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Folk: Eri, the Orphan

Once upon a time. In a land far away, when things were not the way they are today. There lived an orphan, Eri whose parents died when she was just a few months old. Her uncle took her in, to raise her alongside his kids, Agbona and Tete.

Eri was hardworking. She learned new things quickly and this made her half-siblings hate her. She was always the first to wake up each morning. She did house chores and this made her aunt jealous of her. This jealousy resulted in Eri having to do the hardest chores in the house. Her aunt maltreated, and served spoilt food to her, and also sent her on errands late in the night. Meanwhile, Agbona and Tete had no work to do, they grew lazy and depended on Eri’s hard work. Eri could not complain to the uncle as he was always busy and returned home late at night. She was also afraid of what the aunt would do to her if she found out that she reported her.

One evening when Eri’s uncle was away, the aunt decided to send Eri to the stream. It was late and people would normally not visit the stream at night. It was rumoured that spirits gathered at the stream for parties each night. Anyone stubborn enough to visit the stream at night did so at his or her peril. The aunt knew all this but went on to send Eri to the stream.

As Eri’s uncle was away on a mission, no one could stop the aunt from maltreating her. The stream was several miles away and so would take until nightfall to reach. Eri had no torch, she had no companion to assist her. But out of obedience, she went on, crying softly along the way. She sang of her plight, of the happy people who knew no hate, of love, and how much she missed her parents. Along that lonely forested path, she could hear wild animals and the approaching evening wind did worse. It created ghostly images that made Eri panic. Eri arrived at the stream and couldn’t even see much as it was dark. Then a glint of light flashed as several strange-looking people came out from the stream. She knelt suddenly and prayed for mercy. The ghosts called to her to stand but she wouldn’t out of fear. They knew her ordeal and decided to help her. After a little prodding, Eri looked up. Lo, the ghosts of her parents stood smiling. She was gifted several gold bracelets, those befitting royalty, and her pot was filled with water. A ghost accompanied her with a torchlight to the boundary of the village and bade her goodbye. Out of joy, Eri went in to meet her aunt who was surprised to see her. She noticed the shining bracelets and started to hit her for stealing. Eri cried out, explaining all that happened to her but the wicked aunt wouldn’t listen.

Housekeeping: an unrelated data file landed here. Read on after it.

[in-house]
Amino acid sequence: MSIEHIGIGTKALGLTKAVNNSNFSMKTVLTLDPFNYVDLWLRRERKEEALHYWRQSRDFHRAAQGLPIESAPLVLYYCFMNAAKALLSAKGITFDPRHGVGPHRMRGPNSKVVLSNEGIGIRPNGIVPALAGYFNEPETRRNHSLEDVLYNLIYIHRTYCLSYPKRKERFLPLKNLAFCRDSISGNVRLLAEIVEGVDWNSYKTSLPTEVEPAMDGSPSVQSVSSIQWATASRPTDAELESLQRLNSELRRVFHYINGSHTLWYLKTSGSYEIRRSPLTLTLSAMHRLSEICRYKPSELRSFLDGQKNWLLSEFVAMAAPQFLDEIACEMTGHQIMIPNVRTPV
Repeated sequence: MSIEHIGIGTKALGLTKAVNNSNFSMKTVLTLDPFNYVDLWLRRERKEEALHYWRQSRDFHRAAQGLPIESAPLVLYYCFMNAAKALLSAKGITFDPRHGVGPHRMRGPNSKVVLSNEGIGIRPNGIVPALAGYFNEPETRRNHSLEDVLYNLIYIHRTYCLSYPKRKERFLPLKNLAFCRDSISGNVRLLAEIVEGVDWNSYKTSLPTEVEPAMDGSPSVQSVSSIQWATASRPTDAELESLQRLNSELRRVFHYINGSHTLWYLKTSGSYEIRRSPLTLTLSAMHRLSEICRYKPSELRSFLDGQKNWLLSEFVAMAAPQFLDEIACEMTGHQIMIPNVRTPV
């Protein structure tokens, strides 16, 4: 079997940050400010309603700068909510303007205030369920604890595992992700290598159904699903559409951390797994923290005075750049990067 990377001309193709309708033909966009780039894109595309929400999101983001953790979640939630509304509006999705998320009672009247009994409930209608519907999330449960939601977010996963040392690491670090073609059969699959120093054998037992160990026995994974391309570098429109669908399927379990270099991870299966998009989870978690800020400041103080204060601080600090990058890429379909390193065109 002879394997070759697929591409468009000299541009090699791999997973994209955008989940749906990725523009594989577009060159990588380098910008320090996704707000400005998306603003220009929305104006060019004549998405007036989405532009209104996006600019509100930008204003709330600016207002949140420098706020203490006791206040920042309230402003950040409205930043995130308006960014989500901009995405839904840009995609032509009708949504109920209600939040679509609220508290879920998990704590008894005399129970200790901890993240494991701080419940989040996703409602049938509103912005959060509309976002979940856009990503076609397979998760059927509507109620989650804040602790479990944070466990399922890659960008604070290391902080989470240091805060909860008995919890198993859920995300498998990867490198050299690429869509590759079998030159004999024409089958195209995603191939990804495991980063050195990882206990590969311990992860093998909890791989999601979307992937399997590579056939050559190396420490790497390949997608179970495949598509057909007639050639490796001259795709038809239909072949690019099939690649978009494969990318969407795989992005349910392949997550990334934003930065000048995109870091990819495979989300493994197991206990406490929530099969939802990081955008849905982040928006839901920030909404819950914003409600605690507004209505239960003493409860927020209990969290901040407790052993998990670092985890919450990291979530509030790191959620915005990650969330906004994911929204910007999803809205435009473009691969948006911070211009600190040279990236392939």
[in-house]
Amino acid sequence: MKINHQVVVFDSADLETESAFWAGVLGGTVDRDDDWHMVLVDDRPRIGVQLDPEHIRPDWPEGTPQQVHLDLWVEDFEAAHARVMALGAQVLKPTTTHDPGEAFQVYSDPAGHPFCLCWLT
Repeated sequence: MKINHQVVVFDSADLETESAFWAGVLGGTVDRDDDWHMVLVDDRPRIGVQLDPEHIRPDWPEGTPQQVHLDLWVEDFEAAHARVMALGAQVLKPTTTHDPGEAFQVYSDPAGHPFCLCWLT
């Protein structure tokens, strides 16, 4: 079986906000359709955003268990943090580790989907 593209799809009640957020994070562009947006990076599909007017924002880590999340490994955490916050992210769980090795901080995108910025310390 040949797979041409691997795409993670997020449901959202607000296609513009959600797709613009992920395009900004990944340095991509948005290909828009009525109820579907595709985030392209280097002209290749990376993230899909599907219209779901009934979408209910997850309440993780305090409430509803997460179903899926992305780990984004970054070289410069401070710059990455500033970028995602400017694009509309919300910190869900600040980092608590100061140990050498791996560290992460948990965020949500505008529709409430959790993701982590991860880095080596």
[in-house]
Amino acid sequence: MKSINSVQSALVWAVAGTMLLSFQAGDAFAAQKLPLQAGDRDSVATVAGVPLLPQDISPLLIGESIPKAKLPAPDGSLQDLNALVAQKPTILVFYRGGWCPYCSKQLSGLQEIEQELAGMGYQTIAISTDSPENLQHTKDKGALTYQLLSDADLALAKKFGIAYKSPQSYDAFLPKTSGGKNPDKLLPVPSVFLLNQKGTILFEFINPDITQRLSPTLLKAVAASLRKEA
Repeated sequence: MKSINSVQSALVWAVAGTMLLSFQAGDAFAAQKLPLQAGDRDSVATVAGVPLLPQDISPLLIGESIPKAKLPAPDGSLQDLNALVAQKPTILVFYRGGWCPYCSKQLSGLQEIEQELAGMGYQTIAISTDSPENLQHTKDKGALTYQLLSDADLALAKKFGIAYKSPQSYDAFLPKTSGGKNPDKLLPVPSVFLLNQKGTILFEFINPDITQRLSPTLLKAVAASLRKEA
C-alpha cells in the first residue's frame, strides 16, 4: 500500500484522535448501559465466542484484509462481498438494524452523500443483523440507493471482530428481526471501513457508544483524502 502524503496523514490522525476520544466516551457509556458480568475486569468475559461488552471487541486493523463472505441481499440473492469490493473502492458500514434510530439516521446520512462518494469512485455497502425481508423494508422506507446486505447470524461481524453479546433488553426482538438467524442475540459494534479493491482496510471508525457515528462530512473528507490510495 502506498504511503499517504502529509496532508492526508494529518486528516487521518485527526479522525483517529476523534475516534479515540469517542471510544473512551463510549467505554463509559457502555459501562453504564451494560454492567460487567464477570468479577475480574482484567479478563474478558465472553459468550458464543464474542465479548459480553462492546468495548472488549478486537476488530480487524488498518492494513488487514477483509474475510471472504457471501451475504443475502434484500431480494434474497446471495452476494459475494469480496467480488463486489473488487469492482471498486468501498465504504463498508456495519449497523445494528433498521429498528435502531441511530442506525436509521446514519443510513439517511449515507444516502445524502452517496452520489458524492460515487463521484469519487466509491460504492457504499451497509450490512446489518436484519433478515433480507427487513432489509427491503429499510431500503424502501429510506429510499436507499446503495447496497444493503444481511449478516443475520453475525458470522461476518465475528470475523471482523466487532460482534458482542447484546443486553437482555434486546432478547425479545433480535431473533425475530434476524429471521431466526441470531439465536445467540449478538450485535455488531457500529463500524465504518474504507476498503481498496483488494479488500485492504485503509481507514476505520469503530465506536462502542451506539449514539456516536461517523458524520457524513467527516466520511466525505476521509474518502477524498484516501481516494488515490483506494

Morning came and the aunt still does not believe Eri’s stories. That evening she decided to send her daughters to the stream. Agbona and Tete were terrified of the idea but seeing the alluring bracelets they decided to try their luck. On their way, they encountered ghostly figures. They were arrogant and rebuked them. When they arrived at the stream and saw the ghosts they stood their ground, demanding to receive bracelets from the ghosts. The ghosts initially ignored them but seeing how impudent they were, decided to take the girls, prisoners.

Morning came again and they hadn’t returned. This got Eri’s aunt mad. She hit Eri more and vowed to kill her if her children didn’t return. That night the wicked aunt dressed up and went to find her girls and when she reached the stream, it was dark. The ghosts appeared as usual and asked what she wanted. She was arrogant too, so the ghosts took her prisoner as well. Several days passed and Eri’s uncle returned.

He couldn’t find his wife and daughters and promptly reported the issue to the King. A search party was organized after Eri narrated her story. When the search party got to the stream they could only see the pots which the daughters came with and that was all that was found till this day.

Morals: It’s wrong to maltreat the less privileged. What goes around comes around.

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